The meeting also offered workshops customized to the training needs of each OJJDP grant program. For the gang suppression program, OJJDP and other gang experts provided training on data collection, the development of a strategic action plan, best practices in developing a law enforcement task force, and an overview of the online systems for investigating gang activity.

Grantees from the Safe and Thriving Communities initiative participated in workshops that discussed the influence of social media on gang activity and gang conflict, how to build a communitywide culture that changes norms surrounding violence, strengthening police-community relationships, effective cross-sector approaches to ensure successful youth reentry, and sustainability planning.

At the conclusion of the convening, each grantee collaborated with OJJDP staff and other gang experts to develop short- and long-term action plans. “These plans will be critical to structuring future activity and monitoring program progress,” said Mr. Antal.


Learn more about the National Gang Center, which offers an array of resources and tools, including online trainings, videos, and information about OJJDP's Comprehensive Gang Model.

For information about research findings on gang activity and gang prevention, read the literature review in OJJDP’s Model Programs Guide. See also the guide’s evaluations of programs that address gang violence and crime.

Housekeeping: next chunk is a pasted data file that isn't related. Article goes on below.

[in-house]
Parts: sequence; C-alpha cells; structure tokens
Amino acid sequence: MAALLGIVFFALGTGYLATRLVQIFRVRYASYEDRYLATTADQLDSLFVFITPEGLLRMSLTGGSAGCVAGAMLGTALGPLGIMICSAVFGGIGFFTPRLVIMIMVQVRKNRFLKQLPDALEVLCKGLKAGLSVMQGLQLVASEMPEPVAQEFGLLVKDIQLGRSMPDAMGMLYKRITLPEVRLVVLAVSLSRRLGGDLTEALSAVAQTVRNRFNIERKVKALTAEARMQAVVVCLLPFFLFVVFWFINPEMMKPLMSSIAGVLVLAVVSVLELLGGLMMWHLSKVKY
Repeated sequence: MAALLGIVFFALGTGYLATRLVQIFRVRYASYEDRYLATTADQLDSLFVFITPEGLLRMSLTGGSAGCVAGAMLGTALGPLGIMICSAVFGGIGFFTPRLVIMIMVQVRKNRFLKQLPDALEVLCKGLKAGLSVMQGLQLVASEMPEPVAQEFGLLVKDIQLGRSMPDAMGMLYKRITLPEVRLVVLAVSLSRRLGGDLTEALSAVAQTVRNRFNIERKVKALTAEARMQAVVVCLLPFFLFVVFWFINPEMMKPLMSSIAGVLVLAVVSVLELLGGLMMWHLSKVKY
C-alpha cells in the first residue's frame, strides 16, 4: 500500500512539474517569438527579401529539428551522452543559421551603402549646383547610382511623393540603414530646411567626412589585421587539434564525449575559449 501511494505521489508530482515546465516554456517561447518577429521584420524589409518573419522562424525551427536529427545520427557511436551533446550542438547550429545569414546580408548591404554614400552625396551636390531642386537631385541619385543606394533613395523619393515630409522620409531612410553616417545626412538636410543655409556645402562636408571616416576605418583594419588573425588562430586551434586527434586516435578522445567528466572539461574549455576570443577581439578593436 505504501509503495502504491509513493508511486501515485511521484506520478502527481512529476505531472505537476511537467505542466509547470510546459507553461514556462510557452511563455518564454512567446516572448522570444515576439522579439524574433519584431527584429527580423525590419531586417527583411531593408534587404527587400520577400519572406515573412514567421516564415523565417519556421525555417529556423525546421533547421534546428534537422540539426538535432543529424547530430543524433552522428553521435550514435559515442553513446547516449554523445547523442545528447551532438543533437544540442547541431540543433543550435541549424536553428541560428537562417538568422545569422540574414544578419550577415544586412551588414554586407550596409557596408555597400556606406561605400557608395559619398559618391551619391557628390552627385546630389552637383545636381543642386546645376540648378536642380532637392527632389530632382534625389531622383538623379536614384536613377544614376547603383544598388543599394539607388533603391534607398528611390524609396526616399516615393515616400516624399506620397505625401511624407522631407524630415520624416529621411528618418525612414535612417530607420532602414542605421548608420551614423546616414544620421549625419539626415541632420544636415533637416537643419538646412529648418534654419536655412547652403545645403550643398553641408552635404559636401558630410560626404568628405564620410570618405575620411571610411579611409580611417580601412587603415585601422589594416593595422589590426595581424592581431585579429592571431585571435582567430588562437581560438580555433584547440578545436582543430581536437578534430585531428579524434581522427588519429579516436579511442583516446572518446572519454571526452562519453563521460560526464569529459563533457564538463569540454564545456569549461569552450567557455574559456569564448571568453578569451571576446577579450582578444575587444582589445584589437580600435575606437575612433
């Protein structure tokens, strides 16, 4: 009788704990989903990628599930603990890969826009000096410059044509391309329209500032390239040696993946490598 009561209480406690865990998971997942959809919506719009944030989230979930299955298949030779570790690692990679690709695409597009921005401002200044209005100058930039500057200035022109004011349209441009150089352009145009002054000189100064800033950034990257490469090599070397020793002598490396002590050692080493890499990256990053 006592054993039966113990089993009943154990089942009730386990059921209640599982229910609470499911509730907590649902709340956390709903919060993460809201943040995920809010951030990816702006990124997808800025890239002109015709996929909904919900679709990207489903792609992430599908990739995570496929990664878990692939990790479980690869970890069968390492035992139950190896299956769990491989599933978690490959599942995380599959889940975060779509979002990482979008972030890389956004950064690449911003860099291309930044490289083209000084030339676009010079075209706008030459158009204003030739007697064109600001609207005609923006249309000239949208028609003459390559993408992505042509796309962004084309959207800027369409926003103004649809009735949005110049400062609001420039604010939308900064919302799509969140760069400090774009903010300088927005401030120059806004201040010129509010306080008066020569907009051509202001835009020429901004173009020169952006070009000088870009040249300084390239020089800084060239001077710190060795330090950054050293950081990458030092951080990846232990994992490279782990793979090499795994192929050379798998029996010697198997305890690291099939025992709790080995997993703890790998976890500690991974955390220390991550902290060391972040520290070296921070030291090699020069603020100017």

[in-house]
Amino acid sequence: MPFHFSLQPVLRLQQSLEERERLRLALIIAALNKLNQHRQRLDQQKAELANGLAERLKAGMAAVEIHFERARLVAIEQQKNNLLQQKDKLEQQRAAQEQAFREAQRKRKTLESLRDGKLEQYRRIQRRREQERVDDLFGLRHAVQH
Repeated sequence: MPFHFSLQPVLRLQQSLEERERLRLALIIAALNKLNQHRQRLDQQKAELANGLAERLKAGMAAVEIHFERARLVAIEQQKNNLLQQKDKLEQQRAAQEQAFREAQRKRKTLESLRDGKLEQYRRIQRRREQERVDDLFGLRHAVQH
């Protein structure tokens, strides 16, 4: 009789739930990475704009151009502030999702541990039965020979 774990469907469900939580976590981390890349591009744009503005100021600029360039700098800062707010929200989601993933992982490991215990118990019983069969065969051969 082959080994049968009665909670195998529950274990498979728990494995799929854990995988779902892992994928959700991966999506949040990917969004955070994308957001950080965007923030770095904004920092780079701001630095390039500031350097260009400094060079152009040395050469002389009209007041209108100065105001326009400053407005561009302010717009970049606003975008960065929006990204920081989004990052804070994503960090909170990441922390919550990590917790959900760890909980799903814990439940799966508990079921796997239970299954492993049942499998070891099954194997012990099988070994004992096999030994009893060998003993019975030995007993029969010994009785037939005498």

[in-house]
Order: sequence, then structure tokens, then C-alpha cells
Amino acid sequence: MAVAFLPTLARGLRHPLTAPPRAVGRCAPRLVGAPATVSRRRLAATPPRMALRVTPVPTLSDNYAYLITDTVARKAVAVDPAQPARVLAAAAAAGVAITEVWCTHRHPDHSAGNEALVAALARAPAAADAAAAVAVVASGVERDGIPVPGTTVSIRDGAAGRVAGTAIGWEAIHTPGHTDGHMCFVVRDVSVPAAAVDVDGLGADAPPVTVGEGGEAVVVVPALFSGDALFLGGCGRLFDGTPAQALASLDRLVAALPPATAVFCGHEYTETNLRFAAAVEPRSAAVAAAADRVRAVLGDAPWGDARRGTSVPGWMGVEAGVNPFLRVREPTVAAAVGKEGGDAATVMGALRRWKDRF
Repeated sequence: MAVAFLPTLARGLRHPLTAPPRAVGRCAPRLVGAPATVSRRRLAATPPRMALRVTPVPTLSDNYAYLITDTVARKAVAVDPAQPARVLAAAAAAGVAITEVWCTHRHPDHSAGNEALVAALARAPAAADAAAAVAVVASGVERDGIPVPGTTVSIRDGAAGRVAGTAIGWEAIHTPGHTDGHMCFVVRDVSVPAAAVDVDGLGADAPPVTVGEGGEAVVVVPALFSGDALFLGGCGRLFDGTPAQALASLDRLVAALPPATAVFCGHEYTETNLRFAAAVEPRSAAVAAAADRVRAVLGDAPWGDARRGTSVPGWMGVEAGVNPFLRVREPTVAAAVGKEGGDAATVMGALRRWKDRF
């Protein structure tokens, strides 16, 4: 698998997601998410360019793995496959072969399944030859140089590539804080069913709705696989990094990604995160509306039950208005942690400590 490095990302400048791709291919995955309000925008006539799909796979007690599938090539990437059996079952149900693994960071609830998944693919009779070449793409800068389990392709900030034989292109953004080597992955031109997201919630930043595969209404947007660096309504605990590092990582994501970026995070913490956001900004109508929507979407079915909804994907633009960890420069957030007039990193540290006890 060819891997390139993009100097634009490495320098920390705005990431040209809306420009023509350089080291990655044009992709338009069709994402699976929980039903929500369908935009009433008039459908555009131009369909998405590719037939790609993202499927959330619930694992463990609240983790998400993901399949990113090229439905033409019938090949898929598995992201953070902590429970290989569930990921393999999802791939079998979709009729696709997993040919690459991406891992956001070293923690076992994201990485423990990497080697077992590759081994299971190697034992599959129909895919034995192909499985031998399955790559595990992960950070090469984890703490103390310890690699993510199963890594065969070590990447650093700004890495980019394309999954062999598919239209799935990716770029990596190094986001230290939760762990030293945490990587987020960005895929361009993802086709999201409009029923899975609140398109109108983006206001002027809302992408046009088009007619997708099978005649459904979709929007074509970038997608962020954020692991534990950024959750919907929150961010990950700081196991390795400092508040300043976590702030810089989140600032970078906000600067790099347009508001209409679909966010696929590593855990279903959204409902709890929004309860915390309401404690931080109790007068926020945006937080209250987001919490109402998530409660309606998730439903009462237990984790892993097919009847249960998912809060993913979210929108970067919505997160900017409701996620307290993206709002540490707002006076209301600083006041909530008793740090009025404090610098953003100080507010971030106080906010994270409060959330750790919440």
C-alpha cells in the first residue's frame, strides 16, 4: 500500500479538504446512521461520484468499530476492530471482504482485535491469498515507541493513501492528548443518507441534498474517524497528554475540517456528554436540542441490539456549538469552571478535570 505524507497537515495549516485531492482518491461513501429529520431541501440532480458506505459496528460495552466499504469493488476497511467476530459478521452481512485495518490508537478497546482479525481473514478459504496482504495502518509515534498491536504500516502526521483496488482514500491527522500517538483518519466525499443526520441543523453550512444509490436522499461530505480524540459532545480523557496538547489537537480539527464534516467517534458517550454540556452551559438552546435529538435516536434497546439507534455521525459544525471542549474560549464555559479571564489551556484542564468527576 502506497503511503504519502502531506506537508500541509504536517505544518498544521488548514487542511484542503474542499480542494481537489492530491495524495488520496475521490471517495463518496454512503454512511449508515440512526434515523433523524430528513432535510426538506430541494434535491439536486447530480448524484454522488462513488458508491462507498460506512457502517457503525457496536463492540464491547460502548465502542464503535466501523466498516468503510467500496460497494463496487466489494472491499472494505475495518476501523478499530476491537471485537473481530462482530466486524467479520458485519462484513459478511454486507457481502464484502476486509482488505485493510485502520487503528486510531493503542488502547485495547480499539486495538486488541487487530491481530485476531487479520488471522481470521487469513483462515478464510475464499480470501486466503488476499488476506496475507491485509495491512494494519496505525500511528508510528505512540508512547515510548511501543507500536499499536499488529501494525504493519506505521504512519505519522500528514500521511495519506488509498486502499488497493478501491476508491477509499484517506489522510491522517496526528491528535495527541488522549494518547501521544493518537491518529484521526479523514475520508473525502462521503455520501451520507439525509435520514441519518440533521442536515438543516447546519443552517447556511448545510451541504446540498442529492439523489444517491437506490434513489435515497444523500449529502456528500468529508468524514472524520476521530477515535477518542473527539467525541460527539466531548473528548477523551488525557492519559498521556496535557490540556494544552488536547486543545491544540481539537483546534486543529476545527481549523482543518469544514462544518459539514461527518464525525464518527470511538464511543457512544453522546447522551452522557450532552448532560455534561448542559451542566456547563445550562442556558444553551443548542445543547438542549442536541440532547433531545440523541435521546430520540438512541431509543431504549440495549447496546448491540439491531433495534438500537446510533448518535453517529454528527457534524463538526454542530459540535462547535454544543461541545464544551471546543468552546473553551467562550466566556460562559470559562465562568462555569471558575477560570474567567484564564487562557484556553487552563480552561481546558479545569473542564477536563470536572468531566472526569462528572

OJJDP’s Gang Violence Prevention webpage and video offer information about OJJDP resources and programs that prevent and suppress gang violence and recruitment.

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Staff Spotlight: Associate Administrator James Antal

James Antal, OJJDP Associate Administrator.James Antal, OJJDP Associate Administrator.James Antal leads OJJDP’s Special Victims and Violent Offenders (SVVO) Division, which administers policies and programs that focus on protecting children against victimization, preventing and responding to youth violence, and holding offenders appropriately accountable.

“Youth mentoring—a consistent, positive relationship between an adult or older peer and youth—can make all the difference in the life of an at-risk young person,” said Mr. Antal. “Our Office supports mentoring for a diverse youth population, including tribal youth, youth impacted by opioids, and children of incarcerated parents. We’re working every day to improve the quality and effectiveness of youth mentoring through the National Mentoring Resource Center’s training and technical assistance that promotes evidence-based practices for the mentoring field.”

In addition, Mr. Antal and his staff play an important role in enhancing the law enforcement response to missing and exploited children through the National Center for Missing & Exploited Children, the AMBER Alert program, and the Internet Crimes Against Children Task Force program.


left quoteFor several years, OJJDP and the Office of Justice Programs have coordinated a National Law Enforcement Training on Child Exploitation. This is a vitally important resource for law enforcement investigators, prosecutors, and digital forensic examiners who work to combat technology-facilitated crimes against children.right quote